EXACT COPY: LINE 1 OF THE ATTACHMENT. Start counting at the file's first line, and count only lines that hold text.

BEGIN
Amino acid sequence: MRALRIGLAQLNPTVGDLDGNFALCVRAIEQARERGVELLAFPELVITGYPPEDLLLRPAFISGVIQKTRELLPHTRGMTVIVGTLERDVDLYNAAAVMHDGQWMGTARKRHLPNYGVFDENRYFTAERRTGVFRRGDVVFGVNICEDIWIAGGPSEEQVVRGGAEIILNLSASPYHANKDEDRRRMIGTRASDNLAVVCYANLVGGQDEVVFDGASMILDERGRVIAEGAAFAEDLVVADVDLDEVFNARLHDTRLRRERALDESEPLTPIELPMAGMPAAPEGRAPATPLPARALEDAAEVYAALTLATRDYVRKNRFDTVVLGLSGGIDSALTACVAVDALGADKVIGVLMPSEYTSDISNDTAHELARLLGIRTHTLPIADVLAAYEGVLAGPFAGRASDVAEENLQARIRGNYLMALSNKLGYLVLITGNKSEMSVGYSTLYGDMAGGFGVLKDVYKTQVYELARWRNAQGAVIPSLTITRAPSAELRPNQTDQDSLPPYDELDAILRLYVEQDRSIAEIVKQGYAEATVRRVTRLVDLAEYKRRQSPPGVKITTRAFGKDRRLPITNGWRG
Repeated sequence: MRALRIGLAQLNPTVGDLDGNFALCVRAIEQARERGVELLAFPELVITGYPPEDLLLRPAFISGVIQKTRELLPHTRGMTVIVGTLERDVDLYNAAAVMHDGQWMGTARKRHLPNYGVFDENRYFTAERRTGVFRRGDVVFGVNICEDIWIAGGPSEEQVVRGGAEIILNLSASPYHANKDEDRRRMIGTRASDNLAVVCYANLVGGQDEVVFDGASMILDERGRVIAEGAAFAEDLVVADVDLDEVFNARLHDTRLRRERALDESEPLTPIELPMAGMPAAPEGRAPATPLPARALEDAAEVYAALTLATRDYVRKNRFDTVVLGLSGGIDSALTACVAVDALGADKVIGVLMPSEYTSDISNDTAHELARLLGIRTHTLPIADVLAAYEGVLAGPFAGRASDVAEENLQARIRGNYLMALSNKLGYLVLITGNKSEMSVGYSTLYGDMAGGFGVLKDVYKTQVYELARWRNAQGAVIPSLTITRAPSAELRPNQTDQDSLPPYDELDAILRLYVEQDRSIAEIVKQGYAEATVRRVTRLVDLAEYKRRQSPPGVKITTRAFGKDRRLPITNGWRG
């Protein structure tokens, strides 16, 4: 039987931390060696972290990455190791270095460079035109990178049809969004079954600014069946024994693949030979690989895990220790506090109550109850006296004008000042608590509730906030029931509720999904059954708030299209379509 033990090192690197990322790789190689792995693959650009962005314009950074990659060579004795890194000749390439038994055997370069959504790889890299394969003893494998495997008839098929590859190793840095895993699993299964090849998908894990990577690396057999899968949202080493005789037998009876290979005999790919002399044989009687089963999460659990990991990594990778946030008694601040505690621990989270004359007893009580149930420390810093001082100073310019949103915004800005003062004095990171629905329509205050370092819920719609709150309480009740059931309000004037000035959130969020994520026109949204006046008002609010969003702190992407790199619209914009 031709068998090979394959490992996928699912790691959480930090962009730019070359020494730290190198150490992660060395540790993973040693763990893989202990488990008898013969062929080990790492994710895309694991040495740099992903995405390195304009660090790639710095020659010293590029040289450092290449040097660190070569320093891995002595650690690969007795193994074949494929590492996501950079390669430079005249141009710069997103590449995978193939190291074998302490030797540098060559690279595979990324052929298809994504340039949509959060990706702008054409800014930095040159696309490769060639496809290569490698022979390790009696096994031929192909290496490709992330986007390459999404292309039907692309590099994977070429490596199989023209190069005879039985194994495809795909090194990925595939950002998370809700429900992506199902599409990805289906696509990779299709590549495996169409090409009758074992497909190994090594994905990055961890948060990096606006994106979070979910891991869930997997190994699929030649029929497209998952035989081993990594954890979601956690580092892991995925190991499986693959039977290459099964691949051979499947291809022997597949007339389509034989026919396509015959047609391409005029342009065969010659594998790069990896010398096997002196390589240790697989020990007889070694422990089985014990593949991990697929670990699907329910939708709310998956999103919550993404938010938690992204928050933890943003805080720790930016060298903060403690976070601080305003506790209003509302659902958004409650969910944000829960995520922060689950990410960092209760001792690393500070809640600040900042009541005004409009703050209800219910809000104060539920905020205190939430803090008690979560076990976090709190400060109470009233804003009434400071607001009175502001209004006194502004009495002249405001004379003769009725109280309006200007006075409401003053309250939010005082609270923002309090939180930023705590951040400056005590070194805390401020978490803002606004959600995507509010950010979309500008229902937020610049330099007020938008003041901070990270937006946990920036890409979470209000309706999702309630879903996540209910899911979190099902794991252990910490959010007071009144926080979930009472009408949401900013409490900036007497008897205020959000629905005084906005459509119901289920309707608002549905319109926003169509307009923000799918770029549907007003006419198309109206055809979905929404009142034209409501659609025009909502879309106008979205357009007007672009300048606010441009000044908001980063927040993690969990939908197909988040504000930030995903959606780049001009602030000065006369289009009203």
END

Amino acid sequence: MRALRIGLAQLNPTVGDLDGNFALCVRAIEQARERGVELLAFPELVITGYPPEDLLLRPAFISGVIQKTRELLPHTRGMTVIVGTLERDVDLYNAAAVMHDGQWMGTARKRHLPNYGVFDENRYFTAERRTGVFRRGDVVFGVNICEDIWIAGGPSEEQVVRGGAEIILNLSASPYHANKDEDRRRMIGTRASDNLAVVCYANLVGGQDEVVFDGASMILDERGRVIAEGAAFAEDLVVADVDLDEVFNARLHDTRLRRERALDESEPLTPIELPMAGMPAAPEGRAPATPLPARALEDAAEVYAALTLATRDYVRKNRFDTVVLGLSGGIDSALTACVAVDALGADKVIGVLMPSEYTSDISNDTAHELARLLGIRTHTLPIADVLAAYEGVLAGPFAGRASDVAEENLQARIRGNYLMALSNKLGYLVLITGNKSEMSVGYSTLYGDMAGGFGVLKDVYKTQVYELARWRNAQGAVIPSLTITRAPSAELRPNQTDQDSLPPYDELDAILRLYVEQDRSIAEIVKQGYAEATVRRVTRLVDLAEYKRRQSPPGVKITTRAFGKDRRLPITNGWRG